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boffintech (Civil/Environmental) (OP)
17 Sep 06 12:51
Does it pay to sandblast concrete testing equipment clean.

A slump cone with hardened concrete on the inside is out of spec.  Wire brush?  Labor intensive.  Acid?  Dangerous and leads to rust.  Sandblasting?  The slump cone is zinc plated on the outside.  If this is removed it will have to be replaced or the cone will rust.  Sandblast then paint it?  The thing only cost $30.  Throw it away?

Pressure meter and roll-a-meter.  Sandblasting?  And then do a seal kit... Or just send it out to someone that does this.

A table top sandblasting cabinet might be big enough to fit the stuff in and clean it up.  But is it worth it?

What's the best way?  Any ideas or opinions?

Thanks in advance.
civilperson (Structural)
18 Sep 06 17:48
Clean with water and fiber brush while concrete is still plastic, (usually before making cylinders). Poor work habits can be modified with the tester replacing coated equipment at his own expense.
boffintech (Civil/Environmental) (OP)
18 Sep 06 20:12
Of course the idea is to have the techs clean the equipment with water and fiber brush while the concrete is still plastic; however, what if a tech quits or is terminated and the equipment needs to be cleaned?

"Poor work habits can be modified with the tester replacing coated equipment at his own expense."

Amen brother.

gatorn10ac (Civil/Environmental)
19 Sep 06 18:59
We use a side grider and wire brush. Labor intensive,  sure but can save money. Sand blasting the air meters is ok if you re-spray them with a coating. Tech-Lab in Texas refinishes the air meters. Don't know how much.
bb29510 (Geotechnical)
26 Sep 06 20:06
vinger
Speedycrete (Civil/Environmental)
14 Nov 06 23:21
Try some of this stuff:   http://www.romixchem.com/backset/
Speedycrete (Civil/Environmental)
14 Nov 06 23:23
HughL (Materials)
18 Dec 06 19:08
If you clean the kit on the same day it gets dirty a jetwash should be all you need when it is brought back to the lab.

regards Hugh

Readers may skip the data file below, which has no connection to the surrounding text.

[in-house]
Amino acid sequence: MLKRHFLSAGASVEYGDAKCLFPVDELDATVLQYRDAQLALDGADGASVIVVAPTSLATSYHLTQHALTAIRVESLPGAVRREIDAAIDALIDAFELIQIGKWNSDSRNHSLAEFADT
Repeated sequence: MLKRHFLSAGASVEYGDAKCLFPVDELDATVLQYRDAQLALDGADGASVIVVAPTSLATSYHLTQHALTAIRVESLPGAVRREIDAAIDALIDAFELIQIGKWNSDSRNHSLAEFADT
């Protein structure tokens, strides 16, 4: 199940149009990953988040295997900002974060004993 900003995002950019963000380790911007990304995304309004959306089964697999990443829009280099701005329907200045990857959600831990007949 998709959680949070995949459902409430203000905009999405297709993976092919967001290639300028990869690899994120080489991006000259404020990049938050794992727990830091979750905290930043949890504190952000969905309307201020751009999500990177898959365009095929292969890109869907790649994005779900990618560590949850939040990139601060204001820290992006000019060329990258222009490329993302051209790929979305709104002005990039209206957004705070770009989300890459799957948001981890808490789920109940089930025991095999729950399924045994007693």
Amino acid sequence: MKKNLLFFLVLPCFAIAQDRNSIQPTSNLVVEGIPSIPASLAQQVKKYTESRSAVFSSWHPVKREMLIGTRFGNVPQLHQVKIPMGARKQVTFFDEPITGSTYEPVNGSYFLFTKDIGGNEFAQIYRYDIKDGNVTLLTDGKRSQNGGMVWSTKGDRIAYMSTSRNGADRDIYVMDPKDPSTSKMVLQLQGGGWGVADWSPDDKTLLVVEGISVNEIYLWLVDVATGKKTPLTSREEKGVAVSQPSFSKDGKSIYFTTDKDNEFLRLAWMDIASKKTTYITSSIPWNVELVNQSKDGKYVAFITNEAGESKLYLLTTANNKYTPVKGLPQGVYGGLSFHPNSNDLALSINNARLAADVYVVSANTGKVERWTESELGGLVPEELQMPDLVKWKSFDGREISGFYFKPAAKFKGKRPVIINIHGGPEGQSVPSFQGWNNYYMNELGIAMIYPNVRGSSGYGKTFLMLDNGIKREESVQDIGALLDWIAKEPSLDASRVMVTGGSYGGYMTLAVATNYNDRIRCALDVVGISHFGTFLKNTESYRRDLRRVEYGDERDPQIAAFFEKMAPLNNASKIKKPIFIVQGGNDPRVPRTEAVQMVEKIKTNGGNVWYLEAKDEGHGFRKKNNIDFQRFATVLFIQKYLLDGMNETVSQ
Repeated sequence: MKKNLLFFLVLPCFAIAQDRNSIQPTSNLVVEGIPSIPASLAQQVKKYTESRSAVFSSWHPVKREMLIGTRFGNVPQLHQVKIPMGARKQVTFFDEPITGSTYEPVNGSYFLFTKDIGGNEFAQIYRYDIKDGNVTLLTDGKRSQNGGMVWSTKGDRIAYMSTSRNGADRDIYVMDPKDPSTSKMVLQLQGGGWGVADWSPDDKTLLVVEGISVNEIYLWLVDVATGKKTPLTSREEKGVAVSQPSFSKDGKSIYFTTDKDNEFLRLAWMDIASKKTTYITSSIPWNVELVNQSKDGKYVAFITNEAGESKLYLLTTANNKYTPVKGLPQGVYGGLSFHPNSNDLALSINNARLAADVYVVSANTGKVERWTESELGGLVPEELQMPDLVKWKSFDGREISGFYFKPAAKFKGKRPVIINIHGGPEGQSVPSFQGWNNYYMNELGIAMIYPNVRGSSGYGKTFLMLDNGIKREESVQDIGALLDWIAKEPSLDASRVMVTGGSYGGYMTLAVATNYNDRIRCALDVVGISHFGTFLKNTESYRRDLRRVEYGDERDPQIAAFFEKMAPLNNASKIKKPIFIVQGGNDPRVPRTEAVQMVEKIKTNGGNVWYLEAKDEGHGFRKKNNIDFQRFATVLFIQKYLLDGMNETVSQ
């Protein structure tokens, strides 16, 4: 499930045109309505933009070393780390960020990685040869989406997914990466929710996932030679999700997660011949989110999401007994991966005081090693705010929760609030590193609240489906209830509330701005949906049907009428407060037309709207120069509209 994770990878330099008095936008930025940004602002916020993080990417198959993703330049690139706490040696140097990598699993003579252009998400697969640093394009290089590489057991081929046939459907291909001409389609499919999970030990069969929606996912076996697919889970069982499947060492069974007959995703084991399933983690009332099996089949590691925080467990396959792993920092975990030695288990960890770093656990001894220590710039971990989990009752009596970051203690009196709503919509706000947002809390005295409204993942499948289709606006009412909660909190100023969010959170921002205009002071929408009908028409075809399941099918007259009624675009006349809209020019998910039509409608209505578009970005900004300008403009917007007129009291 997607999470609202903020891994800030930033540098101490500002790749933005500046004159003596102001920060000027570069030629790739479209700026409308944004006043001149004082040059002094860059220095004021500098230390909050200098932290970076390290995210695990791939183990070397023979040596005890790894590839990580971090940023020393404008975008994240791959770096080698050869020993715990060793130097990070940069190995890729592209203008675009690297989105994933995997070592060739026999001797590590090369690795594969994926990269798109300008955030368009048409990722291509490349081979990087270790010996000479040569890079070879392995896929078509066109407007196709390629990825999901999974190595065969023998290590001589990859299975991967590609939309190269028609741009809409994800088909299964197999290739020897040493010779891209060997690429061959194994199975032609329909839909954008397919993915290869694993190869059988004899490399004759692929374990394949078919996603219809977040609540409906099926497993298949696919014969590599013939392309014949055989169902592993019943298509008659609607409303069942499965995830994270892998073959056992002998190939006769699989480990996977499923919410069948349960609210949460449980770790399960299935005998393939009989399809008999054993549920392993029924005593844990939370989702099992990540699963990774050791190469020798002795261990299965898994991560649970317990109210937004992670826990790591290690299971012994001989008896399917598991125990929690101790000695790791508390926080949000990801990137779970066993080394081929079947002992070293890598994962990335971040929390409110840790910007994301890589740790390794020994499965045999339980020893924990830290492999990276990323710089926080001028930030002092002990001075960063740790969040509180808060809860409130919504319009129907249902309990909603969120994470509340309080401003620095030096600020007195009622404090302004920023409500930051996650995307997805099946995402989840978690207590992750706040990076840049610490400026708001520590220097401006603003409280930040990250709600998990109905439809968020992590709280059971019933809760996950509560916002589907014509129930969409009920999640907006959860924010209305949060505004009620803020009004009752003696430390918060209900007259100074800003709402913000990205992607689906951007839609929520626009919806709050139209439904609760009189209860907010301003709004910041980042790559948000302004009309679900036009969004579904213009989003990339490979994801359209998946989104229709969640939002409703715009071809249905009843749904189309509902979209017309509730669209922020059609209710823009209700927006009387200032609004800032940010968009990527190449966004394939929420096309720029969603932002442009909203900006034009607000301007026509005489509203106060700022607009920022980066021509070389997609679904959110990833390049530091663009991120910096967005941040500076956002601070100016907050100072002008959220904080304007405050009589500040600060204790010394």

MDL66 (Materials)
23 Dec 06 10:29
Cleaning the slump cone is too labor intensive when you think about the replacement cost (25-30$).  Emphasize good cleaning habits to your technicians up front.  As for pressuremeters or roll-a-meters, sandblasting seems to be the way to go.  Vinegar is not strong enough, and acids are dangerous and expensive to dispose of properly.  We have a table-top spray booth that works very well.  Once cleaned, spray paint the exterior of the meter, or lightly coat with WD40.  The continued application of the WD40 will prevent build-up and painting will make future sandblasting easier.  Don't coat the inside of the slump cone with anything as it may change the slump characteristics when testing.

MDL66
spagetti (Structural)
16 Jan 07 16:43
In my lab we have a 5 gal bucket filed with cider vinegar, you put tjhe air pot in an friday and wipe it clean on monday. it works great for all tools and is very cheap, we change out the vinegar every 2 - 3 months after the initial cleaning, works good on all hand tools asa well and is non-destructive...NOTE do not put the top in it will eventually eat the seals in the pump.
spagetti (Structural)
17 Jan 07 17:44
MDL66 SAYS TO USE WD-40 TO PROTECT THE AIR POT, I DON'T RECOMMEND THAT YOU USE IT INSIDE THE AIR POT, WE TRIED THAT IN OUR LAB AND FOUND THAT THE WD-40 REACTS WITH THE AIRENTRAINMENT AND WE NOTED ABOUT A 1% LOSS IN AIR, COMPARED TO THE AIRPOT WITH NO WD-40.  WE DIDN'T DO CORRALATIONS OR ANYTHING LIKE THAT BUT WITH DID DO A FEW SIDE BY SIDES.
labboss (Materials)
18 Jan 07 13:11
Spagetti, your absolutely right.  I guess i wasn't clear enough on that point.  You shouldn't use the WD-40 on the inside of the equipment.  But, when applied to the exterior, it minimizes the amount of concrete that can build-up on the meters.  WD-40 is o.k. on the inside of steel cylinder or beam molds for a release agent.

Labboss a.k.a. - MDL66

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